Arthrosis changes the joint

Because it’s a degenerative joint disease, osteoarthritis of the knee typically starts with signs of degeneration and/or minimal damage in the joint cartilage. As time passes, the cartilage surface becomes rough and uneven. The joint no longer moves smoothly. It snags and grinds. Increasing friction leads to painful inflammation in the knee, and fluid is effused into the joint capsule. In this condition, also referred to as activated arthrosis, there is constant pain. In the advanced stage of arthrosis, cartilage damage increases and all the tissue involved in the joint is affected. The bones form spurs (osteophytes) to stabilise the joint but cause ankylosis, or stiffening, in the process. Knee pain occurs at increasingly shorter intervals and becomes more severe over time.

Disease progression: stages of arthrosis

Osteoarthritis of the knee is classified into four degrees of severity:

  1. Arthrosis severity
    The joint cartilage has invisible signs of degeneration. It’s less elastic than healthy cartilage and can’t recover well after being subjected to strain. Initial knee pain may occur under high strain.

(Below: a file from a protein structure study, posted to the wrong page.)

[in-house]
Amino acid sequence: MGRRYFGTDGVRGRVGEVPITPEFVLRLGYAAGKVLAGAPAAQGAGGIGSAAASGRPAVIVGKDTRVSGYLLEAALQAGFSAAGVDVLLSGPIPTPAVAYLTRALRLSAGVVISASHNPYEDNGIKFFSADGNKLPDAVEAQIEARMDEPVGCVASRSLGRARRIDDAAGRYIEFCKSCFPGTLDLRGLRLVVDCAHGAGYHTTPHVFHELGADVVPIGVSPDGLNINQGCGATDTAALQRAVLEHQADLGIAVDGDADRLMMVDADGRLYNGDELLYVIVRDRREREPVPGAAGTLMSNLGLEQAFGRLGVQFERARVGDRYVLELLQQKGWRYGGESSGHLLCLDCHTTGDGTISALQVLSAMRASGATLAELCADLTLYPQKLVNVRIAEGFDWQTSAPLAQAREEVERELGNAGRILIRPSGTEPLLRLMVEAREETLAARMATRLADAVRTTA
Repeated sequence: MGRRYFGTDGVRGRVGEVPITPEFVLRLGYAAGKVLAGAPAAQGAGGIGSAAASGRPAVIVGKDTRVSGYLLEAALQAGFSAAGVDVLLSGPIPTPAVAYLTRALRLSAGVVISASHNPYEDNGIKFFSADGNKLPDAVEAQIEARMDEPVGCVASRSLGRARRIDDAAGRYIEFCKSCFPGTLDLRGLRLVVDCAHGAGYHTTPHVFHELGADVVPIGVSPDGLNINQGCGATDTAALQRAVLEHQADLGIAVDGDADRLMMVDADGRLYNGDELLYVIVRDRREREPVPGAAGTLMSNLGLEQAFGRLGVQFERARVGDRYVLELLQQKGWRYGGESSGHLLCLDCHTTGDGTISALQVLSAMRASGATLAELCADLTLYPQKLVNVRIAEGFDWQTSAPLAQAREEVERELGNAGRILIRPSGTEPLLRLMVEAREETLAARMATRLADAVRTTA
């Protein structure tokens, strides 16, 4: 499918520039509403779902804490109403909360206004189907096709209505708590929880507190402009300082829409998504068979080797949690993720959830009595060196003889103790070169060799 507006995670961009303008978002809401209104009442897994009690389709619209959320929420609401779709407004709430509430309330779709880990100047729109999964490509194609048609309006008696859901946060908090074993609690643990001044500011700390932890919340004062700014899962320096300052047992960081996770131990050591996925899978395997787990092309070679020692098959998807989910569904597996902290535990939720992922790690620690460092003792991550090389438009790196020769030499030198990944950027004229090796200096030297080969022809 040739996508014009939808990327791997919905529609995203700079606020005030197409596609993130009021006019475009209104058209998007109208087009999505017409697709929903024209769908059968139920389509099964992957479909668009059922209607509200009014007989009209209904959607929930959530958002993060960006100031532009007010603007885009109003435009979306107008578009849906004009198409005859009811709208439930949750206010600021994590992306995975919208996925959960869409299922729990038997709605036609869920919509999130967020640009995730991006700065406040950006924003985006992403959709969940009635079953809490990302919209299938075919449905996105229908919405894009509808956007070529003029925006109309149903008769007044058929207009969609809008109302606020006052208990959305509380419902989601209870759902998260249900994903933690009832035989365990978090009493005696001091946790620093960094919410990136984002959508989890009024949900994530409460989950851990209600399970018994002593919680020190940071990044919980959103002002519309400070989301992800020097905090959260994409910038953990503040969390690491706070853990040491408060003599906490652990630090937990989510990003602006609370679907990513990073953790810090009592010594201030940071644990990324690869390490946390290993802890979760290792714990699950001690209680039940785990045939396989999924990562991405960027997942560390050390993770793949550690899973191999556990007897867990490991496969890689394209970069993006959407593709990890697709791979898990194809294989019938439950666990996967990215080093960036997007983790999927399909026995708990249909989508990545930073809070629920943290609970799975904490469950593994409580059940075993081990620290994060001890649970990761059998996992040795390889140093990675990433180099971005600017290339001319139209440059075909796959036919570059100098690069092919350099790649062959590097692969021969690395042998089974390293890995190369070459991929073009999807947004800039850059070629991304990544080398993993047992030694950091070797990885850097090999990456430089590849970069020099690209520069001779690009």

2. Arthrosis severity
    The cartilage tissue becomes thinner. The cartilage surface becomes rough and uneven. The bones form initial spurs (osteophytes). The knee’s ability to bear weight is decreased. At this stage of arthrosis, the disease progression can be effectively slowed by exercises, weight loss and medical devices such as orthoses.

  3. Arthrosis severity
    The cartilage has partly disappeared so that the bones begin to rub against each other in some places. X-rays show pronounced bone spurs and narrowing of the joint space. At this advanced stage, arthrosis causes considerable restrictions of movement and knee pain.

  4. Arthrosis severity
    The joint space has narrowed considerably and the joint cartilage has almost completely disappeared. The bones are often damaged. The joint is deformed and often inflamed. In this final stage, joint replacement surgery – that is, a prosthetic knee joint – may be the best solution.

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The vicious circle of arthrosis